Fan Fest granted city funding after vote reversed

Council backs Aug. 17-19 event with $10,000 in available LTAC funds

The Ocean Shores City Council pulled an end run and a double reverse on May 29 to reconsider a request to help fund this summer’s Fan Fest & Beach Party event for Seahawks fans.

Two weeks earlier, the council by a 4-3 vote had turned down a Lodging Tax Advisory Committee (LTAC) recommendation to award $10,000 in surplus hotel/motel tax revenue to the promoters of the Aug. 17-19 Ocean Shores Fan Fest and Beach Party (formerly known at the Mighty 12’s Fan Fest) to help with sponsorship.

On Tuesday, Council member Diane Solem asked to reconsider the issue, having voted against the funding when it first came up. The issue was not on the agenda, and a number of people wanted to speak to the council on the decision, so Solem, along with funding supporters Jon Martin, Holly Plackett, and Lisa Griebel voted to reconsider the matter under old business.

Then, after hearing impassioned appeals from the public and businesses, Council members Bob Peterson and Steve Ensley changed to “yes” votes along with Solem as the council voted 6-1 to reverse itself and then 6-1 again to provide the funding for Fan Fest.

The result was a round of applause from a packed meeting in which the Council also approved an amended nuisances ordiance designed to “eliminate the issue of feeding of deer and other wild animals (except birds) within the city limits.”

Only Council member Susan Conniry continued to vote against the LTAC proposal in final motions, and she questioned whether action should be postponed to give the public an opportunity to know it was being reconsidered. Conniry later said she would not support action because she believed the motion to reconsider could only be made during the meeting in which the original vote was taken.

Before Council discussion began, Mayor Crystal Dingler noted another Fan Fest sponsor, Oyhut Bay, had requested permission to hold the main festivities as an alternative, but no special event permit application had yet been received by the city, and no one from the development was there to speak to the proposal.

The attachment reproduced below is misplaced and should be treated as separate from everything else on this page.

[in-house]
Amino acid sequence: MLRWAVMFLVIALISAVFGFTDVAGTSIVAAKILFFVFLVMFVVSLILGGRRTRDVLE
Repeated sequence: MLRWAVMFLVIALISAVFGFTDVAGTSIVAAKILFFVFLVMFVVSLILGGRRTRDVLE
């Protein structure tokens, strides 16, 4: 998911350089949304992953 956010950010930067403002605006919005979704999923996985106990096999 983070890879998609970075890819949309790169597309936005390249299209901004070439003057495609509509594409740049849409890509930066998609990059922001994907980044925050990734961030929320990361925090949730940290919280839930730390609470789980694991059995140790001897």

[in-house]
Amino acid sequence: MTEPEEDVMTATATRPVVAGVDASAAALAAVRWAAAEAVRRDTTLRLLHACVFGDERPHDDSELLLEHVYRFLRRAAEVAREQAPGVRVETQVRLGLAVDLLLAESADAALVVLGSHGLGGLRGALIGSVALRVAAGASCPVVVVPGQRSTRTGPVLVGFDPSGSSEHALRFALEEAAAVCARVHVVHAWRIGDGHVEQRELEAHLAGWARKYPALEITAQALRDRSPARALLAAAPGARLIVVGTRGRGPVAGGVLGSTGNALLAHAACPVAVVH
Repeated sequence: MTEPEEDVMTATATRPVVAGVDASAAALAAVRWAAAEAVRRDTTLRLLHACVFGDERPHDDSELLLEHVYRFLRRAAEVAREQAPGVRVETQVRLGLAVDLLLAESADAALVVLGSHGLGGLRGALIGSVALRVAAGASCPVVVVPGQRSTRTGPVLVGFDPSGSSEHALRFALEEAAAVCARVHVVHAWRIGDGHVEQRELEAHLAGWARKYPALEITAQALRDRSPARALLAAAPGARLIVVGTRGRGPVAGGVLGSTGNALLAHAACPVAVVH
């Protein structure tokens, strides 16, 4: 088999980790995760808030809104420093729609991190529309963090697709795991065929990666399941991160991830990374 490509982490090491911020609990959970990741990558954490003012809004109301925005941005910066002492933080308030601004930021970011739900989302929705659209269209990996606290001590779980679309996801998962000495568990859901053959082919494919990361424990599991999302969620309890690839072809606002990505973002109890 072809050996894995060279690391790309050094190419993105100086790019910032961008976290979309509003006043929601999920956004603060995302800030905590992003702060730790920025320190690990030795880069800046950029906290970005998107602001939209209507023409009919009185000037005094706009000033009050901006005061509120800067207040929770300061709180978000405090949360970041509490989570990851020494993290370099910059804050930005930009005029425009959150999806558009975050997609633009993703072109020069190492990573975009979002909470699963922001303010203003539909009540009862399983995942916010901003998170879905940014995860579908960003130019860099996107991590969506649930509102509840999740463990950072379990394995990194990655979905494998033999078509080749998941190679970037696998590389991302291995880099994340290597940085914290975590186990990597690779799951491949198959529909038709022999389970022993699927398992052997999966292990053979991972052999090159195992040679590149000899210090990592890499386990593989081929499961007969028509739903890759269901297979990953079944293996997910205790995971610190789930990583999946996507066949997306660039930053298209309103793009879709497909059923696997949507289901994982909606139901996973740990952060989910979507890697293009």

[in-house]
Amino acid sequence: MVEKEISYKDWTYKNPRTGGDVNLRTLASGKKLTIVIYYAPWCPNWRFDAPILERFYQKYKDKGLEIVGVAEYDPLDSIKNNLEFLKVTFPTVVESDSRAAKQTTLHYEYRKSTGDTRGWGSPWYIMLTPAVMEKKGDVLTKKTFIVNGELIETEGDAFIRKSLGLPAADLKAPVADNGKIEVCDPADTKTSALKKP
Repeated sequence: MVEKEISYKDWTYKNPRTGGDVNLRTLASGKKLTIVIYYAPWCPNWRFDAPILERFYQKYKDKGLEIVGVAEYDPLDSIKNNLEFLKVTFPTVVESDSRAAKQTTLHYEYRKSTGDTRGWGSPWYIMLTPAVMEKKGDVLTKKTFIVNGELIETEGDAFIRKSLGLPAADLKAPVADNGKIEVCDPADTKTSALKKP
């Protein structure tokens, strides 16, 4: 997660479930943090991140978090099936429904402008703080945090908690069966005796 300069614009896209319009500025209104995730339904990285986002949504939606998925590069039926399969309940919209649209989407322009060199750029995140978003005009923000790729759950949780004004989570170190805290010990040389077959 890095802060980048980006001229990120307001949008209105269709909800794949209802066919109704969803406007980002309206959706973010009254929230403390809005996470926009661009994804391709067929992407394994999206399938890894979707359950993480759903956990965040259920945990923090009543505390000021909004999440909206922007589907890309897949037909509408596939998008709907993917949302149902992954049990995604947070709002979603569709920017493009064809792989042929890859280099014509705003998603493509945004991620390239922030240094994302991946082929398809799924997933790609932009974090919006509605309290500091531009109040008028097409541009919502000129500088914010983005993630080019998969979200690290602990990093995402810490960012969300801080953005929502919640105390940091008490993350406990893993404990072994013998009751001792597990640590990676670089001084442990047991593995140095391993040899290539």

Solem said she made her motion to reconsider based on the new information of the Oyhut permit and that she believed the promoter also had new information to disclose.

Dan Lang. a promoter for Five Star Events, appeared in person for the first time during Council proceedings and explained the need for sponsorship funds arose during discussions with Quinault Beach Resort and Casino (QBRC), which now will host a Saturday night preseason game viewing event as part of Fan Fest this year. He told the council “there has been a little bit of confusion as to the removal of the sponsorship,” which occurred in April.

“We are in a situation this year and it was unexpected that it happened. It put us in a very difficult position,” said the first-year promoter of the event. Lang described a “Plan B” in which the Fan Fest would be held at QBRC and at Oyhut Bay, but not at the Convention Center.

“We have put a lot of time and effort and advertising dollars into it already,” Lang said. “We want to keep it here. We love Ocean Shores, and we want to keep the event here. That’s never been an issue.”

Lang said his goal was to see that local businesses in Ocean Shores also prosper from the event. ”Being new to this, I don’t know everybody and it does take time to do this.”

Business support

Bill Kirkham of Galway Bay Irish Restaurant & Pub said previous Fan Fests have brought extra business to the local business community, in addition to the fact that Galway has had a beer garden on site at the Convention Center. Fan Fest, he said, has brought people to Ocean Shores “that didn’t even know we existed.”

“The survival of the community here is based on the events that happen here that bring the tourists here in this town,” Kirkham said. “If the tourists don’t come, then the businesses will suffer as well.”